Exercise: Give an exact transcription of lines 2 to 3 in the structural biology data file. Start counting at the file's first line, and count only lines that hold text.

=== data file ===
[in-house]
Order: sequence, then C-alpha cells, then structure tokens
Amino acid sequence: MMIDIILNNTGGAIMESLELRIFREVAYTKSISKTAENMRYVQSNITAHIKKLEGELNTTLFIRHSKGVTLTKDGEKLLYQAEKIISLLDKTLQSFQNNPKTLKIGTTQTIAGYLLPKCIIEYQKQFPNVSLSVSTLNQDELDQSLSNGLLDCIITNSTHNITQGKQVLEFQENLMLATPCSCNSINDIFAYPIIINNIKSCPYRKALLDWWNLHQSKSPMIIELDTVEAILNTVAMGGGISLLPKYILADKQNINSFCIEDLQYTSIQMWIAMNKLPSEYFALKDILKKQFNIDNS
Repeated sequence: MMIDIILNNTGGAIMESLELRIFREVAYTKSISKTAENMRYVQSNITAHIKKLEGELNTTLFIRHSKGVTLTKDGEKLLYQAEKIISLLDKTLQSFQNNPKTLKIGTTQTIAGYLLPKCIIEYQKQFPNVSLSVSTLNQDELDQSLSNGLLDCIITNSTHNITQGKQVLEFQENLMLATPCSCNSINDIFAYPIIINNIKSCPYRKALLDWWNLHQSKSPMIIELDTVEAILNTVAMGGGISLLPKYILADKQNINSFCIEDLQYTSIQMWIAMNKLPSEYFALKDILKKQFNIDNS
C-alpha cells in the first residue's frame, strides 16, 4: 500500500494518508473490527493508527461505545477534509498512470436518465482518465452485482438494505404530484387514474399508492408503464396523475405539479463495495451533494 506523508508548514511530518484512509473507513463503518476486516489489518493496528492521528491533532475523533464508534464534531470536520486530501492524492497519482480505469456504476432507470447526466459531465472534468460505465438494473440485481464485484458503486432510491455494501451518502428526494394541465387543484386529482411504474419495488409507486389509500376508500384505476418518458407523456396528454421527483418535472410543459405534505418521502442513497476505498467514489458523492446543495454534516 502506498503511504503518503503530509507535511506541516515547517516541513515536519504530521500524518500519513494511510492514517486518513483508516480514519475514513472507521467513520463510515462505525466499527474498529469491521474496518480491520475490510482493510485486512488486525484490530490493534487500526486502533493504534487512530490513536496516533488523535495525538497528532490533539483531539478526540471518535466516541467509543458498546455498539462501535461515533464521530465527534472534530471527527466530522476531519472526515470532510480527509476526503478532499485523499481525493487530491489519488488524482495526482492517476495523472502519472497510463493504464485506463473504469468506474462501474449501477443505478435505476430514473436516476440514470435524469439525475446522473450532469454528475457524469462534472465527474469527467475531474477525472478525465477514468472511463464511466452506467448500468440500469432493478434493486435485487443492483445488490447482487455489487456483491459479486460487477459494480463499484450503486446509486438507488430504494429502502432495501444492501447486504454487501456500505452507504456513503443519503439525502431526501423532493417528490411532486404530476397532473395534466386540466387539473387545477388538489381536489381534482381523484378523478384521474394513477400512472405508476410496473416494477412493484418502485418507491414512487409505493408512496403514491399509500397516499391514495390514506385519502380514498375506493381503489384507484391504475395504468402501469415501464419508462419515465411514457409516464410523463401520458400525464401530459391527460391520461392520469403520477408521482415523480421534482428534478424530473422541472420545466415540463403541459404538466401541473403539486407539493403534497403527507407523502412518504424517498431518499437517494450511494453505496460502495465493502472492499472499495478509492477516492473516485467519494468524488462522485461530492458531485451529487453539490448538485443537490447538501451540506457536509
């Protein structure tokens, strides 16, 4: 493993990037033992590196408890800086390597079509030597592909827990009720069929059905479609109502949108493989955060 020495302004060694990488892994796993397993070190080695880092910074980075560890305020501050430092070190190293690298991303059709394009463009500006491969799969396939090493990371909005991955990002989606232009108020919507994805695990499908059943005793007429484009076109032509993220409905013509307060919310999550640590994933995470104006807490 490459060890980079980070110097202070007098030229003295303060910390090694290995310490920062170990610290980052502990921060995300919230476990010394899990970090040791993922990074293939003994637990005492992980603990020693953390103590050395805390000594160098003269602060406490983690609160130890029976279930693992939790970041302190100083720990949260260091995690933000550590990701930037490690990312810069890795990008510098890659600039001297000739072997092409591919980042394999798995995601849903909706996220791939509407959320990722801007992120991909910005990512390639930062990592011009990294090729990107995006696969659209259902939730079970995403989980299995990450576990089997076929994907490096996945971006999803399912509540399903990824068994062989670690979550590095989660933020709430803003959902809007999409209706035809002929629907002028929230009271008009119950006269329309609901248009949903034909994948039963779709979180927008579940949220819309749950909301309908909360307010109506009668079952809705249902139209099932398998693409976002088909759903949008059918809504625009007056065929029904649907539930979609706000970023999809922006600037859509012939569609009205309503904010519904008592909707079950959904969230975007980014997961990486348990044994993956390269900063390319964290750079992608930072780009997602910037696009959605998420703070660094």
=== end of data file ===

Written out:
Order: sequence, then C-alpha cells, then structure tokens
Amino acid sequence: MMIDIILNNTGGAIMESLELRIFREVAYTKSISKTAENMRYVQSNITAHIKKLEGELNTTLFIRHSKGVTLTKDGEKLLYQAEKIISLLDKTLQSFQNNPKTLKIGTTQTIAGYLLPKCIIEYQKQFPNVSLSVSTLNQDELDQSLSNGLLDCIITNSTHNITQGKQVLEFQENLMLATPCSCNSINDIFAYPIIINNIKSCPYRKALLDWWNLHQSKSPMIIELDTVEAILNTVAMGGGISLLPKYILADKQNINSFCIEDLQYTSIQMWIAMNKLPSEYFALKDILKKQFNIDNS